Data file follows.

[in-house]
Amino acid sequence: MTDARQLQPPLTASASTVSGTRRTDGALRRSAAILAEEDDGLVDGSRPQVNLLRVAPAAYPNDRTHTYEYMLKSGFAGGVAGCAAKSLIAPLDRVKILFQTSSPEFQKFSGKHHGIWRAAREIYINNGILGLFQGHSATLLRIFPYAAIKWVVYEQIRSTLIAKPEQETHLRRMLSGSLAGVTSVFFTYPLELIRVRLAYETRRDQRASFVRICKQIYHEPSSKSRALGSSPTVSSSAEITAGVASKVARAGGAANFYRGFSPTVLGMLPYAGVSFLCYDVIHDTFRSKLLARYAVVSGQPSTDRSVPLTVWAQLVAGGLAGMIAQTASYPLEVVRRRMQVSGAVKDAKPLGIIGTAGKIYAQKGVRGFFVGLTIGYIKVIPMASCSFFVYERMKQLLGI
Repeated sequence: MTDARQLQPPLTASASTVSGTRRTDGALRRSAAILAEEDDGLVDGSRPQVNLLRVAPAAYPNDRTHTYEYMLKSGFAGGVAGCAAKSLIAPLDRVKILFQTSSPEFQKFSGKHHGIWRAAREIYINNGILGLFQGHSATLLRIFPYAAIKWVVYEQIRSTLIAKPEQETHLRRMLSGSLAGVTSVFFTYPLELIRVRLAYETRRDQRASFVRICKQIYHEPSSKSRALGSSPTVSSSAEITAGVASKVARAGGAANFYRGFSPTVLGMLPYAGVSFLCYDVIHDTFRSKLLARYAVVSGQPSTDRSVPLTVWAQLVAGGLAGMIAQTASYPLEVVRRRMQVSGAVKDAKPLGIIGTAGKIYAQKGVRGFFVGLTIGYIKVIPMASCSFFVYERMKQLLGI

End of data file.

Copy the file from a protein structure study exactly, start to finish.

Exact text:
[in-house]
Amino acid sequence: MTDARQLQPPLTASASTVSGTRRTDGALRRSAAILAEEDDGLVDGSRPQVNLLRVAPAAYPNDRTHTYEYMLKSGFAGGVAGCAAKSLIAPLDRVKILFQTSSPEFQKFSGKHHGIWRAAREIYINNGILGLFQGHSATLLRIFPYAAIKWVVYEQIRSTLIAKPEQETHLRRMLSGSLAGVTSVFFTYPLELIRVRLAYETRRDQRASFVRICKQIYHEPSSKSRALGSSPTVSSSAEITAGVASKVARAGGAANFYRGFSPTVLGMLPYAGVSFLCYDVIHDTFRSKLLARYAVVSGQPSTDRSVPLTVWAQLVAGGLAGMIAQTASYPLEVVRRRMQVSGAVKDAKPLGIIGTAGKIYAQKGVRGFFVGLTIGYIKVIPMASCSFFVYERMKQLLGI
Repeated sequence: MTDARQLQPPLTASASTVSGTRRTDGALRRSAAILAEEDDGLVDGSRPQVNLLRVAPAAYPNDRTHTYEYMLKSGFAGGVAGCAAKSLIAPLDRVKILFQTSSPEFQKFSGKHHGIWRAAREIYINNGILGLFQGHSATLLRIFPYAAIKWVVYEQIRSTLIAKPEQETHLRRMLSGSLAGVTSVFFTYPLELIRVRLAYETRRDQRASFVRICKQIYHEPSSKSRALGSSPTVSSSAEITAGVASKVARAGGAANFYRGFSPTVLGMLPYAGVSFLCYDVIHDTFRSKLLARYAVVSGQPSTDRSVPLTVWAQLVAGGLAGMIAQTASYPLEVVRRRMQVSGAVKDAKPLGIIGTAGKIYAQKGVRGFFVGLTIGYIKVIPMASCSFFVYERMKQLLGI